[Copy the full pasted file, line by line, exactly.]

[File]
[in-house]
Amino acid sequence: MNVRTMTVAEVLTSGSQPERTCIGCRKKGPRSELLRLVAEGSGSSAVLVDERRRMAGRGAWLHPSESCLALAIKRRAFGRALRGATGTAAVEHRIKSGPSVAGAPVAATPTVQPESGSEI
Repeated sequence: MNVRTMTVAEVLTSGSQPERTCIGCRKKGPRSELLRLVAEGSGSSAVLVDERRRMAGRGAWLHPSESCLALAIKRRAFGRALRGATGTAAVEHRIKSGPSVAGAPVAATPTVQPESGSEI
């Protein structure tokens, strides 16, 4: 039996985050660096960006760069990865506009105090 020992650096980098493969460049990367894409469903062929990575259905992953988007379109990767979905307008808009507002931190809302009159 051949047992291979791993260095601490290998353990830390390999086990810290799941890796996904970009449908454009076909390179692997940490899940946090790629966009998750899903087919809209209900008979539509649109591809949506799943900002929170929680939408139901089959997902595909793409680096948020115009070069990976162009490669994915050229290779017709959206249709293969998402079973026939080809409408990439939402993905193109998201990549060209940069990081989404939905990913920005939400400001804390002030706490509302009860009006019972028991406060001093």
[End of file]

[in-house]
Amino acid sequence: MNVRTMTVAEVLTSGSQPERTCIGCRKKGPRSELLRLVAEGSGSSAVLVDERRRMAGRGAWLHPSESCLALAIKRRAFGRALRGATGTAAVEHRIKSGPSVAGAPVAATPTVQPESGSEI
Repeated sequence: MNVRTMTVAEVLTSGSQPERTCIGCRKKGPRSELLRLVAEGSGSSAVLVDERRRMAGRGAWLHPSESCLALAIKRRAFGRALRGATGTAAVEHRIKSGPSVAGAPVAATPTVQPESGSEI
């Protein structure tokens, strides 16, 4: 039996985050660096960006760069990865506009105090 020992650096980098493969460049990367894409469903062929990575259905992953988007379109990767979905307008808009507002931190809302009159 051949047992291979791993260095601490290998353990830390390999086990810290799941890796996904970009449908454009076909390179692997940490899940946090790629966009998750899903087919809209209900008979539509649109591809949506799943900002929170929680939408139901089959997902595909793409680096948020115009070069990976162009490669994915050229290779017709959206249709293969998402079973026939080809409408990439939402993905193109998201990549060209940069990081989404939905990913920005939400400001804390002030706490509302009860009006019972028991406060001093």